Power Rangers: Whose Film is This?

By: Megan Schmit

My friend convinced me to see the Power Rangers movie this weekend, despite the fact my knowledge of the franchise consisted of vague memories from age five. I was wary of the film and expecting it to be as hokey as the show from my childhood. In many ways, it was, but it also shocked audiences with some moments that explained why the rating had been pushed to PG-13.

Let’s begin with the darker moments, or at least darker ones compared to the showy violence I remember from the daytime program on TV. We had a lot more controversial character backgrounds – a young boy taking care of his sick, dying mother; an autistic genius who wanted to connect with his dead father; and a girl struggling with her sexuality in a conservative family.

Then, alongside darkness, there was some humor that jumped from appeals to kid viewers and attempts at placating adults. The life-source crystal being hidden in the Krispy Kreme, I’ll admit, made me laugh, but other randomly placed crude humor made me cringe. *Cough* Like the start of the film with the cow prank scene… I won’t go into detail, but let’s just say I saw the backlit image of a certain male bovine part I never wanted to see. To be honest, while the darker themes of the characters were refreshing and intriguing for an adult viewer, the misplaced humor was sorely distracting.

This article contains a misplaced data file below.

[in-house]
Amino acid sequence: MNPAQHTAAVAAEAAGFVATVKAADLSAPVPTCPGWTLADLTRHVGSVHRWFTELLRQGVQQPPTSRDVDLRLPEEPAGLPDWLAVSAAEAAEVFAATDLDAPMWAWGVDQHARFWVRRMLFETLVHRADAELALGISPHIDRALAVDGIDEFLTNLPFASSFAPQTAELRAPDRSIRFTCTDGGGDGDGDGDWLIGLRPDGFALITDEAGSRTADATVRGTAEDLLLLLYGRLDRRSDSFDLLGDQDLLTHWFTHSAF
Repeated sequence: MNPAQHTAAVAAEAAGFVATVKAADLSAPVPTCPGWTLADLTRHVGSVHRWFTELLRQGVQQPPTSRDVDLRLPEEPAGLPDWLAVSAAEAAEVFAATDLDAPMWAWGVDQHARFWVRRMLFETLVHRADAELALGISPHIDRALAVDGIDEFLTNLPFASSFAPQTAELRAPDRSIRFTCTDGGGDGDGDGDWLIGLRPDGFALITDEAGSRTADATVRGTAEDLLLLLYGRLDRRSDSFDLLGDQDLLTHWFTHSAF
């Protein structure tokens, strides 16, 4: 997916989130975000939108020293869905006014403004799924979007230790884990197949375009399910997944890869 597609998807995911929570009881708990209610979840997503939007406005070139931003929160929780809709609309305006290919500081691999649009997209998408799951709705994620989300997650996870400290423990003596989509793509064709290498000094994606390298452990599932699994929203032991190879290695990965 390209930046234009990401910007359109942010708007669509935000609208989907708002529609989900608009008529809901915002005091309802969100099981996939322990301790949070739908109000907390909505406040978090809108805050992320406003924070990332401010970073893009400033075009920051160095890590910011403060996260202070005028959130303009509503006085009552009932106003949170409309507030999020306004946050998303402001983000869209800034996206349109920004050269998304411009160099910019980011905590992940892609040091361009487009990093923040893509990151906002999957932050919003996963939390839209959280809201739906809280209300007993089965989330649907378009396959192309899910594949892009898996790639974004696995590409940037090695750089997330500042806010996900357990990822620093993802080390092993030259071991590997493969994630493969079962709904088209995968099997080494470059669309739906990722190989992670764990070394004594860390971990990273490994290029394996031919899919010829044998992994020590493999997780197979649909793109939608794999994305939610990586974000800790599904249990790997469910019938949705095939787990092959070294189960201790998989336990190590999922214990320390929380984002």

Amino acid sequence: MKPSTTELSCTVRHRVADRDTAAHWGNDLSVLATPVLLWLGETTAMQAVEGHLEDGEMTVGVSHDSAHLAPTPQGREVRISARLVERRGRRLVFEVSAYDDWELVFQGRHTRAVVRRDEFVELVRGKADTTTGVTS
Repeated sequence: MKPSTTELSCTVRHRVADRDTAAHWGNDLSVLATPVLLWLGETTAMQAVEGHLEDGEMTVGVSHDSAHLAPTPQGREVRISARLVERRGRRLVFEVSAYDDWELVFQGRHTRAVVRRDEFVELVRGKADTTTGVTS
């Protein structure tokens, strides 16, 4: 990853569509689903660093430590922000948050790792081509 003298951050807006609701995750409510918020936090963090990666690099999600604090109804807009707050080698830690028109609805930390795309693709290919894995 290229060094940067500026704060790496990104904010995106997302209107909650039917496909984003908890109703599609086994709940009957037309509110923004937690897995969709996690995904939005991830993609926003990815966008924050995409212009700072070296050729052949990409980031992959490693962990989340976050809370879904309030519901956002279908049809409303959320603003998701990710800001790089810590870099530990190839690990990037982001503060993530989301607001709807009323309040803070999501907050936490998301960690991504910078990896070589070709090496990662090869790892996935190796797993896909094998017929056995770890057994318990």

Now let’s talk about the hokey-ness, which defined the last third of the film. There’s the choreographed fight scene with rock monsters and the classic Power Rangers theme playing when they charge into battle to save the world and protect the crystal. It devolved back into the show of my childhood, in all its kitschy glory.

I know this review is all over the place, but in essence, that is how I felt Saban’s Power Rangers was. Was it a film for kids – a loving reboot? Or a film for adults, who wanted to see a grown up version of their childhood favorite? This critic agreed – the film lacked focus.

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3 Responses to Power Rangers: Whose Film is This?

  1. mediaphiles says:

    I wanted to see this movie and all of its nostalgic value that it would be a good film. I hope I get a better experience when I see it.

    -Jordan Hansgen

  2. mediaphiles says:

    I also haven’t seen the film yet, but I am keeping hop alive. I think it can be quite difficult for childhood classics to be revamped for the silver screen. I understand the intention is to appeal to a wide audience; however, they also are aware of the fact that a lot of people will tune in for the nostalgia factor. I hope this doesn’t take away from the story too much.

    -Shelby Halliman

  3. mediaphiles says:

    I have heard both sides, this movie is great and this movie sucks!! Now I feel obligated to have to go and see it. I mean it was one of my childhood favorites for a short time.

    – John Armstrong

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